At this time of the year many people will be thinking about placing nest boxes in their garden. As David Hall points out, there are several rules to follow if you are going to be successful in attracting birds to use them.
Late flowering plants are essential sources of nectar for insects including butterflies and bees who are still foraging at this time of the year. Martyn Loach suggests five plants that will make your garden wildlife friendly into the autumn.
It's clear from the recent State of Nature Report that insects need all the help they can get. Many plants finish flowering in the final weeks of summer but here are my suggestions to provide a food source for insects as we approach the end of the year.
Michaelmas falls on 29 September and the eponymous daisies not only provide lovely pastel colour, all sorts of insects will be attracted to them as a food source.
Sedum spectabile is one of my favourite late flowering plants, many pollinators will make a bee line to its gorgeous dark pink flower heads.
The scented Buddleia weyeriana 'Sungold' is easy to grow and boasts clusters of dainty yellow flowers right up until frosts arrive. Without pruning it can grow up to around 18ft.
Although grown for its attractive variegated foliage, Ivy is an abundant source of food and provides inviting habitat for a large number of insects.
Verbena bonariensis is a elegantly tall perennial with branching stems and small purple flowers that butterflies will flock to in the autumn.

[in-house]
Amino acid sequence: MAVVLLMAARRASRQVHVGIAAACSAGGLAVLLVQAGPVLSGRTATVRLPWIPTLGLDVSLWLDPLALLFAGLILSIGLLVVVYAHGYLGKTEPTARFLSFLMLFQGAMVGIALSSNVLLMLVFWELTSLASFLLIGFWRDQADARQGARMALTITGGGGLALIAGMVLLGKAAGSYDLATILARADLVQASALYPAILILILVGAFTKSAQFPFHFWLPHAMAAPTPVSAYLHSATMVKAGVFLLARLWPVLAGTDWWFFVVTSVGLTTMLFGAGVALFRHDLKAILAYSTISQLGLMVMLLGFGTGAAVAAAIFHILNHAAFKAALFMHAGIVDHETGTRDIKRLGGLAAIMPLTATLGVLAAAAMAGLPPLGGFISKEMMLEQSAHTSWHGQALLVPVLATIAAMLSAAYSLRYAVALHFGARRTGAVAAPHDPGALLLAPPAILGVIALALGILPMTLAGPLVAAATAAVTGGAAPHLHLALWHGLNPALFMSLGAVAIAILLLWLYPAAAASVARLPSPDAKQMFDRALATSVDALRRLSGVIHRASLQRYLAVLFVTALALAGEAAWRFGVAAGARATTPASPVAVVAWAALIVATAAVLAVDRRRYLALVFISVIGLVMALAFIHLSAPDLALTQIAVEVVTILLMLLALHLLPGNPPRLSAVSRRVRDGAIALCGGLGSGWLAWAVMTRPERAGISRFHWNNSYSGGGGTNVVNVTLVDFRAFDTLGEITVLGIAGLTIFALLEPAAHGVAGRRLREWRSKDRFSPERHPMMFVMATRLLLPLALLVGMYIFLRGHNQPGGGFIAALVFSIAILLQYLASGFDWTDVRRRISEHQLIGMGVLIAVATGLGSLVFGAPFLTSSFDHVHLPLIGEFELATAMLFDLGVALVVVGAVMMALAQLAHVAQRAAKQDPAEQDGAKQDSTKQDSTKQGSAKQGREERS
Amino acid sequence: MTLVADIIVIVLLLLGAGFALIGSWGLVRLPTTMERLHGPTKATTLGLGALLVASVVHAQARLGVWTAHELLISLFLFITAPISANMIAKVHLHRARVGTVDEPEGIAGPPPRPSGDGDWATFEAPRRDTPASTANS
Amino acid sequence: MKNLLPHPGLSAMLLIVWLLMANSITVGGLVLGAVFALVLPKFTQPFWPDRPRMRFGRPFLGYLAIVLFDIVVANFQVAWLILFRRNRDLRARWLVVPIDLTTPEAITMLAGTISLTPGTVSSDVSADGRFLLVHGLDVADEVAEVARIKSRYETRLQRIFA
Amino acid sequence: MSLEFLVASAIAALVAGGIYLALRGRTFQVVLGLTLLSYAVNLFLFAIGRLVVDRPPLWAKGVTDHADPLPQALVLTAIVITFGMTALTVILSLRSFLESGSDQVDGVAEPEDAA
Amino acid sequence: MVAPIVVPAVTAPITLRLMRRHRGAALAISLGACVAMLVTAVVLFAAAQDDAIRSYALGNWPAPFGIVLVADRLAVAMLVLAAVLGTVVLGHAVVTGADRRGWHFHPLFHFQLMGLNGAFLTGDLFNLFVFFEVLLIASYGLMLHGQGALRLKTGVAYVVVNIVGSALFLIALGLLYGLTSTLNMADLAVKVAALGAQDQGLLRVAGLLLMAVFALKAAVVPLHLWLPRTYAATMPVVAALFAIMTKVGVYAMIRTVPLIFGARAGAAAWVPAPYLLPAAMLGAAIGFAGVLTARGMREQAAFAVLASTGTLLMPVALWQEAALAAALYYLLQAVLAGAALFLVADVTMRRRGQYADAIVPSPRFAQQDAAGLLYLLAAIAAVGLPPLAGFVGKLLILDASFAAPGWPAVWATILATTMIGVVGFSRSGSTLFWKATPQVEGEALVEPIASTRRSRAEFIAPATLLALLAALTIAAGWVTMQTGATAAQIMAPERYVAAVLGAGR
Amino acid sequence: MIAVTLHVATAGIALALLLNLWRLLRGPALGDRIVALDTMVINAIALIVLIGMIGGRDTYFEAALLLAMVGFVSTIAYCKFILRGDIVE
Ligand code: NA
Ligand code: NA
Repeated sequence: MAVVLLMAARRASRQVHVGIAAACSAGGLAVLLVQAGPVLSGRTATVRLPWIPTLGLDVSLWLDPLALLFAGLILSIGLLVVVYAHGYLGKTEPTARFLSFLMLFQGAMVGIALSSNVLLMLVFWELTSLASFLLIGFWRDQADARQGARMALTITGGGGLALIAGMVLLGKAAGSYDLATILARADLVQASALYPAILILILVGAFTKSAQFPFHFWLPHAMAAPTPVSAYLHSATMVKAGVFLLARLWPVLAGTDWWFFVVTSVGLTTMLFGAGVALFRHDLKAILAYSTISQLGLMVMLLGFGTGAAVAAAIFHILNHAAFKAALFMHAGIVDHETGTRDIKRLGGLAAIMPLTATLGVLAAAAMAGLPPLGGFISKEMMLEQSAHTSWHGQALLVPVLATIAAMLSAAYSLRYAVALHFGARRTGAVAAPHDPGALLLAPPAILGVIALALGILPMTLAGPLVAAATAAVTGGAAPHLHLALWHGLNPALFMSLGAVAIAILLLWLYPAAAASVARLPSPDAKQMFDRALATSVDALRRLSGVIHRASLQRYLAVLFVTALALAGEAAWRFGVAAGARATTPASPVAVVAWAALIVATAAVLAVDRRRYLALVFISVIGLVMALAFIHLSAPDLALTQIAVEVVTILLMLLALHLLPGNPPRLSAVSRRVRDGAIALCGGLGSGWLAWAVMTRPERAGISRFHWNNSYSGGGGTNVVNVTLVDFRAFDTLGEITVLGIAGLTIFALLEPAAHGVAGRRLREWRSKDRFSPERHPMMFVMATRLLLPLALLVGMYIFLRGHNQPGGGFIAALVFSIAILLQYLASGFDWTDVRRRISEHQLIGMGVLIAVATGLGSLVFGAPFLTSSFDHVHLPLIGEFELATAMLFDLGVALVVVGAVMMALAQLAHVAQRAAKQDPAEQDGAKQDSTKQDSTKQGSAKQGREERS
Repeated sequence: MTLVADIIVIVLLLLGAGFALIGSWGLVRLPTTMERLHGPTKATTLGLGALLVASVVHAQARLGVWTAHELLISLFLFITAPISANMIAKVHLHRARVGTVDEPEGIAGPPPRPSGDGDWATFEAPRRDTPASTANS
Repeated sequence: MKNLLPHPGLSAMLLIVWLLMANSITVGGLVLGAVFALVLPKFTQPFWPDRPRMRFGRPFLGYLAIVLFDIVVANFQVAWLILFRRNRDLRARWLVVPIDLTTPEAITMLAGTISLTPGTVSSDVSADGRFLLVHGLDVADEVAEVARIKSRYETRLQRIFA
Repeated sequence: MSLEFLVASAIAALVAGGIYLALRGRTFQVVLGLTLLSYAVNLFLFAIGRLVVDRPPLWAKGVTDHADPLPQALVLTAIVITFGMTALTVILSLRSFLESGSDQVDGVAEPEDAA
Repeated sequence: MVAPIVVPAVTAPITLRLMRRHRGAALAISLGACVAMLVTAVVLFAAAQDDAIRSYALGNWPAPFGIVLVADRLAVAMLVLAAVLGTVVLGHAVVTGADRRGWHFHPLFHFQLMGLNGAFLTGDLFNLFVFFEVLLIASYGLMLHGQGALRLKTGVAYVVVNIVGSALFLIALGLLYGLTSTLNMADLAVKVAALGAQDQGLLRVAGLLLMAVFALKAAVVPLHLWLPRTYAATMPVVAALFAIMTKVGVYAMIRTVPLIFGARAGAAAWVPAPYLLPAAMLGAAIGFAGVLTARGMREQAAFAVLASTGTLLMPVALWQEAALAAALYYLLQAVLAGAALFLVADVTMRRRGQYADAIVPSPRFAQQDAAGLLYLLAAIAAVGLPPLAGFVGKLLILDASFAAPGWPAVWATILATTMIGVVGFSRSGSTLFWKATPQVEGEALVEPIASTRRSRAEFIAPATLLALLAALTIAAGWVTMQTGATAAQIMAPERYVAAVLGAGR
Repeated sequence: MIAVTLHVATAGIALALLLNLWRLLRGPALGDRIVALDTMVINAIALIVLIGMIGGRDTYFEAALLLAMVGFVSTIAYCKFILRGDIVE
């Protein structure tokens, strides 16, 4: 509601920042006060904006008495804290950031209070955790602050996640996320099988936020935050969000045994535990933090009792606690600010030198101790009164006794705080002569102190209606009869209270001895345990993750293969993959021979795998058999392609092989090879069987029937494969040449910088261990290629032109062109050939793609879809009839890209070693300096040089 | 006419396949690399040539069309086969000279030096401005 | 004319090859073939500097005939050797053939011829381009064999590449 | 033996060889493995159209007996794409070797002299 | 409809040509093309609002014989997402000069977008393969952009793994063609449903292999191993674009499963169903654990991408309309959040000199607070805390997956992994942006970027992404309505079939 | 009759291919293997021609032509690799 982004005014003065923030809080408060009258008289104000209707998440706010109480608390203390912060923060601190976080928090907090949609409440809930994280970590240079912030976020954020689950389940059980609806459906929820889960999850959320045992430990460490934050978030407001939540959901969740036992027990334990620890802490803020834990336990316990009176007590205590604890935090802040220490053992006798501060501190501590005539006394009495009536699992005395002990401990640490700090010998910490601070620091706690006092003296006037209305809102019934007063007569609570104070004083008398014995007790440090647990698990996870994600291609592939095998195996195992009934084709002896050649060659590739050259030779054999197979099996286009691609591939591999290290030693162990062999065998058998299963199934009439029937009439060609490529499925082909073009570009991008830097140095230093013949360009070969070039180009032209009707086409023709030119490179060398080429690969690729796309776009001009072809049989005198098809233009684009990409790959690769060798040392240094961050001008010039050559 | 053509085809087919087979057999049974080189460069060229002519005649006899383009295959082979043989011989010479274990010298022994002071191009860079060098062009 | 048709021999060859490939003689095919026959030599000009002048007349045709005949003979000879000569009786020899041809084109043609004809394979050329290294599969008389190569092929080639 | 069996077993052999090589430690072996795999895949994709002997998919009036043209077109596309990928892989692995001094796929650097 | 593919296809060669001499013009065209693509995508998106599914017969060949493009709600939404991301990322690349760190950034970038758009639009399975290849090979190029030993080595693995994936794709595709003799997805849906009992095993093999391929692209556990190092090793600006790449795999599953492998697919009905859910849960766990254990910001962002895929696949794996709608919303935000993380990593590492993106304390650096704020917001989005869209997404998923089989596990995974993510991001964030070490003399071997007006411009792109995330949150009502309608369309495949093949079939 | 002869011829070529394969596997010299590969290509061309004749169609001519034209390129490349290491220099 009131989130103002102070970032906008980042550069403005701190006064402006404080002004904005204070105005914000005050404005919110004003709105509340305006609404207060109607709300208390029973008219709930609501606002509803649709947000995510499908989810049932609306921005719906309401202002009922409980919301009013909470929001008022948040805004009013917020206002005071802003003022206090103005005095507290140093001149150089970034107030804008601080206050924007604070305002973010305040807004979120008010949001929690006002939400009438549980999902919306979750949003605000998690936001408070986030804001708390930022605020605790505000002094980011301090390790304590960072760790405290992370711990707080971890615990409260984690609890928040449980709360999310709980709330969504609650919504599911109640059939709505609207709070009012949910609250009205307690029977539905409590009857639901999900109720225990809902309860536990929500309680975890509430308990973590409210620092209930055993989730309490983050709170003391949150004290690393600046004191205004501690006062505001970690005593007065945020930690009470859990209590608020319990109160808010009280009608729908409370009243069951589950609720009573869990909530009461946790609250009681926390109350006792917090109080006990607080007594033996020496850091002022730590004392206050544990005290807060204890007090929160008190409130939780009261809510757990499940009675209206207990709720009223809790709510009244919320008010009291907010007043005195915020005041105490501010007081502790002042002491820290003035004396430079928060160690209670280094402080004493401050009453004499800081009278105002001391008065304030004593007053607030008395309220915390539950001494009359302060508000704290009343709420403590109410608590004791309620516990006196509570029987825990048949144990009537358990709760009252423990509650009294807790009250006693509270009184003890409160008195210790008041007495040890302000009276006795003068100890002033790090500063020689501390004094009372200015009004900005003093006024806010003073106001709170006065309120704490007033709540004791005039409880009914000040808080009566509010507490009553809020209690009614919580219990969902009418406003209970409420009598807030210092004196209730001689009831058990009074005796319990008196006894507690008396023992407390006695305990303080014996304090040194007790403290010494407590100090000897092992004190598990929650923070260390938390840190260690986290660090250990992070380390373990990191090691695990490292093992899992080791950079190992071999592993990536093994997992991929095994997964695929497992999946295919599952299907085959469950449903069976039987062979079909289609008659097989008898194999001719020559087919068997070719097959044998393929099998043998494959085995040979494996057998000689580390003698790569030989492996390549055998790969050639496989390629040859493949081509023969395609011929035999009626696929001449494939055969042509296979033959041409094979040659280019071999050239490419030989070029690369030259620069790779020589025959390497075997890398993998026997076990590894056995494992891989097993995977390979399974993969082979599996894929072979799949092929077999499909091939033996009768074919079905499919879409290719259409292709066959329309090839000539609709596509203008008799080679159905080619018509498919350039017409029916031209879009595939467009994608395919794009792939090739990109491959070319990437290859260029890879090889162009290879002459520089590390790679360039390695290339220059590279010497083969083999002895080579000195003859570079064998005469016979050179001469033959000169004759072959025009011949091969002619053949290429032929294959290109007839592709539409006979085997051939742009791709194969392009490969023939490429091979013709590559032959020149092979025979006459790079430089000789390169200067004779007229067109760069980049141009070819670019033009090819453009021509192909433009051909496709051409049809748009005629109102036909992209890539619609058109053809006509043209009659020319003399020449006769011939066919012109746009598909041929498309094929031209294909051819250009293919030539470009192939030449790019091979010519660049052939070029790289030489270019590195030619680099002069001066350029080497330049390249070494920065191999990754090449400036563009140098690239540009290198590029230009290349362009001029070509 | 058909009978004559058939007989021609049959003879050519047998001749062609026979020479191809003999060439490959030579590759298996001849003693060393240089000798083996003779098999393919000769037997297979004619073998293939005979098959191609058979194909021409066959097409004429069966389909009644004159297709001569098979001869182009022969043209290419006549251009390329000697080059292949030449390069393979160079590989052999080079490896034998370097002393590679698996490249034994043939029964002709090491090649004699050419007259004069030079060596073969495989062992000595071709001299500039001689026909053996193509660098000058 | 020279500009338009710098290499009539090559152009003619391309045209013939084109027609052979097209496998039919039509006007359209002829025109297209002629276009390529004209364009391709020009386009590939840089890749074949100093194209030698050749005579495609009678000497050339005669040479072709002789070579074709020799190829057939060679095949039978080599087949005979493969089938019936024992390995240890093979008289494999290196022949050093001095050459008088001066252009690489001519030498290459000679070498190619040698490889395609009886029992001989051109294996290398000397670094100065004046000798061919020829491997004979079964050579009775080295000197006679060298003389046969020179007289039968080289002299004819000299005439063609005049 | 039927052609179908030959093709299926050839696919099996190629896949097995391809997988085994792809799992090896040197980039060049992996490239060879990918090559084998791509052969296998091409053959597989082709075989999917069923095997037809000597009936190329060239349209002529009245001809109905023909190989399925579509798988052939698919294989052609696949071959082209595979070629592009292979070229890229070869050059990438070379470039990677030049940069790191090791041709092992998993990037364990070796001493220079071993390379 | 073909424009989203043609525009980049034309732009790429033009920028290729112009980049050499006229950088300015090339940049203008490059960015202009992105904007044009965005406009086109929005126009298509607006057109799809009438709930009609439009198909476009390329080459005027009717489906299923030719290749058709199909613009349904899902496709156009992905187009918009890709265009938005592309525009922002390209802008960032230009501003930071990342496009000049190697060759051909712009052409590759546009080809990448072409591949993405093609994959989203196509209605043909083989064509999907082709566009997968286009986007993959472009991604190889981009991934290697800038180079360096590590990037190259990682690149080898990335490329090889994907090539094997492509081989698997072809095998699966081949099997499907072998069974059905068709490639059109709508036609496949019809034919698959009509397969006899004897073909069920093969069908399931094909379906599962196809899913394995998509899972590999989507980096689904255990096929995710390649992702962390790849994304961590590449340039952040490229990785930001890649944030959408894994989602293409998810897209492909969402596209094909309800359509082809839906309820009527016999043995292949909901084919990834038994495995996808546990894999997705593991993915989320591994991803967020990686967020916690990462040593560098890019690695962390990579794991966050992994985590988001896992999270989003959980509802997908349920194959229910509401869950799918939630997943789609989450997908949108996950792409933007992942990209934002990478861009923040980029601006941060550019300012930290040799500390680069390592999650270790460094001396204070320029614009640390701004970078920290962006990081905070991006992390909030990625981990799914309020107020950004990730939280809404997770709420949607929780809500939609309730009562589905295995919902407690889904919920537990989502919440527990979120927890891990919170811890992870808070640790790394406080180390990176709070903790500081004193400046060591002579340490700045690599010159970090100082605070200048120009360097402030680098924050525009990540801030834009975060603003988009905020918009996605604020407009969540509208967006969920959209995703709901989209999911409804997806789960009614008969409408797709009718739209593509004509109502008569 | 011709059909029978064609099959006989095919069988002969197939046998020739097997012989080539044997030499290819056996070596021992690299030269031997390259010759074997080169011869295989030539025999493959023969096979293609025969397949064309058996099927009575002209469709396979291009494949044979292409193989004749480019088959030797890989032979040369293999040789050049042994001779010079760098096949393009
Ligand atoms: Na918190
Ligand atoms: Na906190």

You needn't transform your garden into a nature reserve, these plants will not look out of place in even the most manicured garden, attracting essential pollinators and adding colour late into the growing season.
With Christmas rapidly approaching, our New Oscott Garden Centre has just taken delivery of that most seasonal of plants – the Poinsettia. These are David Hall's tips on to how to keep these beautiful plants at their colourful best.
Our garden centre has been part of the local community for over 60 years, so when one of our partners, David Coton, received a request to donate a Christmas tree to a nearby hospice, he had no hesitation in helping them out.
Many people believe that Christmas would not have the same festive feel without the scent of a 'real' Christmas tree. They're naturally fresh, giving off a lovely aroma, and here Martyn Loach gives advice on which ones to buy..
There's a huge selection of Premier Christmas Lights, and it's no wonder why they are market leaders judging by the variety and innovation that's on offer. This is Andy Taylor's guide to their range of top quality lights and decorations.